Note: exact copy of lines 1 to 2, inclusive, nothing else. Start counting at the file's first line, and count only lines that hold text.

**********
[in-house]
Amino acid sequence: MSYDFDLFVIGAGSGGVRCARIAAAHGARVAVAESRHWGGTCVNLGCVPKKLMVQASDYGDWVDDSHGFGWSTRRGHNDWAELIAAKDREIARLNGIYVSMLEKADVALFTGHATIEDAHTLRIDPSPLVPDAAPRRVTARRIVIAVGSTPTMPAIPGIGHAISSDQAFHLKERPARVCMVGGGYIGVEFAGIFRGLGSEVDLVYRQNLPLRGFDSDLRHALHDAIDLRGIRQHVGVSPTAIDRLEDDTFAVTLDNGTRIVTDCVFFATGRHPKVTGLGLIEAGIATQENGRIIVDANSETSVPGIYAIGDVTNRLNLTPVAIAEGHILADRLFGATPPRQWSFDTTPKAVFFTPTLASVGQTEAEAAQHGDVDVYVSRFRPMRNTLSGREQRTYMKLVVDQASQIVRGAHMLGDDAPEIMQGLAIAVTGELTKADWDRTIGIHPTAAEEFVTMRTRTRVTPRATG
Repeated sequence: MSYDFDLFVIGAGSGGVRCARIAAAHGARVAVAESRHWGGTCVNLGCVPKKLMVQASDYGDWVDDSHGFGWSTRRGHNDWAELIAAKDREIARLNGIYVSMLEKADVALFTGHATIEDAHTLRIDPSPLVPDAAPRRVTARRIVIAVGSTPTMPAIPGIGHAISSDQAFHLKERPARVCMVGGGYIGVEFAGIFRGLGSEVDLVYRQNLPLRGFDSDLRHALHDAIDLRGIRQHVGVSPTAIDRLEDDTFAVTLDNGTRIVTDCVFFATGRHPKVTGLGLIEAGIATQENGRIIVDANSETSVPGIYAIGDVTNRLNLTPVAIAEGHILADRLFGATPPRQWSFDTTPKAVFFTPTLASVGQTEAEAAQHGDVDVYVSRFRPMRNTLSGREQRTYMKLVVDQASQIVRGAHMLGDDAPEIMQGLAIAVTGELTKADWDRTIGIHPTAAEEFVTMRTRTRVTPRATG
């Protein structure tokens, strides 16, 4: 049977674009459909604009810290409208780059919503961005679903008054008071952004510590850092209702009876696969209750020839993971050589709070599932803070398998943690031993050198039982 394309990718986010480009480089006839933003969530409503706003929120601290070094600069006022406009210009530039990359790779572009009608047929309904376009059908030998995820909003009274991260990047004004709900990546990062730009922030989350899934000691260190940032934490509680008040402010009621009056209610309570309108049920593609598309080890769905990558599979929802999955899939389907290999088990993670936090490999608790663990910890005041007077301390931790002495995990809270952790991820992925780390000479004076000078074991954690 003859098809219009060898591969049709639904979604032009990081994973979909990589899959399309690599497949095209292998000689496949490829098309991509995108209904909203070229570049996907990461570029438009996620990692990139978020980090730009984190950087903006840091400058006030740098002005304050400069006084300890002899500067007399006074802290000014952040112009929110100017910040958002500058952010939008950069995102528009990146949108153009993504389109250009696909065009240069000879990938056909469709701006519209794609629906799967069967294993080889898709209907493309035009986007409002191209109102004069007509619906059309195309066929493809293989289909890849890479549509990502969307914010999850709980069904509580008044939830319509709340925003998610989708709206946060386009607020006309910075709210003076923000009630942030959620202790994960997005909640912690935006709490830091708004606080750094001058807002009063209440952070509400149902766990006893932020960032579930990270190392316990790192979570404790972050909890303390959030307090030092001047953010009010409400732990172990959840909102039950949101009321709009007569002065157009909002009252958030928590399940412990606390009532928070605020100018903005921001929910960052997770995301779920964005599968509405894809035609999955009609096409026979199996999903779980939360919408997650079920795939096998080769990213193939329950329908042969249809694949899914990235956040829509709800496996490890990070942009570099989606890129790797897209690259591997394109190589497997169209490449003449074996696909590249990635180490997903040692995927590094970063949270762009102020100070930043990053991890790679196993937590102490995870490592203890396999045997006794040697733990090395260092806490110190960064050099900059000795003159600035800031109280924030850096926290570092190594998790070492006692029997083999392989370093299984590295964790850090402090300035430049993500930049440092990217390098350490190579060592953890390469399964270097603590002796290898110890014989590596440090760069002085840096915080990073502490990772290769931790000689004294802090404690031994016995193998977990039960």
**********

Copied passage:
[in-house]
Amino acid sequence: MSYDFDLFVIGAGSGGVRCARIAAAHGARVAVAESRHWGGTCVNLGCVPKKLMVQASDYGDWVDDSHGFGWSTRRGHNDWAELIAAKDREIARLNGIYVSMLEKADVALFTGHATIEDAHTLRIDPSPLVPDAAPRRVTARRIVIAVGSTPTMPAIPGIGHAISSDQAFHLKERPARVCMVGGGYIGVEFAGIFRGLGSEVDLVYRQNLPLRGFDSDLRHALHDAIDLRGIRQHVGVSPTAIDRLEDDTFAVTLDNGTRIVTDCVFFATGRHPKVTGLGLIEAGIATQENGRIIVDANSETSVPGIYAIGDVTNRLNLTPVAIAEGHILADRLFGATPPRQWSFDTTPKAVFFTPTLASVGQTEAEAAQHGDVDVYVSRFRPMRNTLSGREQRTYMKLVVDQASQIVRGAHMLGDDAPEIMQGLAIAVTGELTKADWDRTIGIHPTAAEEFVTMRTRTRVTPRATG